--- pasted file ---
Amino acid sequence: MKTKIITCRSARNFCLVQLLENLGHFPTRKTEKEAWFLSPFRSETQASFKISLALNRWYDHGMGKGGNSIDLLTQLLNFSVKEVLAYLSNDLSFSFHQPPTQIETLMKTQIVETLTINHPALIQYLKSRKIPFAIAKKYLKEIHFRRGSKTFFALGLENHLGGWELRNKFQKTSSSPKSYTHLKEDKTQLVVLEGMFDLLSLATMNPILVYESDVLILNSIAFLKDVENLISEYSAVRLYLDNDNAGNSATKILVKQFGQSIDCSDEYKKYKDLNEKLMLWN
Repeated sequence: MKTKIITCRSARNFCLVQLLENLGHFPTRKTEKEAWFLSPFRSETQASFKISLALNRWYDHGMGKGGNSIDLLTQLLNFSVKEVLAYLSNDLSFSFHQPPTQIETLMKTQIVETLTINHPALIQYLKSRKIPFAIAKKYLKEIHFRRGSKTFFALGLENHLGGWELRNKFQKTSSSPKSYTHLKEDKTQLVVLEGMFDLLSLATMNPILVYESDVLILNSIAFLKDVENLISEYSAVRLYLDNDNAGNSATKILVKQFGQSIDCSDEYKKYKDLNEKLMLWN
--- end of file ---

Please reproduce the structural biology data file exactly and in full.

Amino acid sequence: MKTKIITCRSARNFCLVQLLENLGHFPTRKTEKEAWFLSPFRSETQASFKISLALNRWYDHGMGKGGNSIDLLTQLLNFSVKEVLAYLSNDLSFSFHQPPTQIETLMKTQIVETLTINHPALIQYLKSRKIPFAIAKKYLKEIHFRRGSKTFFALGLENHLGGWELRNKFQKTSSSPKSYTHLKEDKTQLVVLEGMFDLLSLATMNPILVYESDVLILNSIAFLKDVENLISEYSAVRLYLDNDNAGNSATKILVKQFGQSIDCSDEYKKYKDLNEKLMLWN
Repeated sequence: MKTKIITCRSARNFCLVQLLENLGHFPTRKTEKEAWFLSPFRSETQASFKISLALNRWYDHGMGKGGNSIDLLTQLLNFSVKEVLAYLSNDLSFSFHQPPTQIETLMKTQIVETLTINHPALIQYLKSRKIPFAIAKKYLKEIHFRRGSKTFFALGLENHLGGWELRNKFQKTSSSPKSYTHLKEDKTQLVVLEGMFDLLSLATMNPILVYESDVLILNSIAFLKDVENLISEYSAVRLYLDNDNAGNSATKILVKQFGQSIDCSDEYKKYKDLNEKLMLWN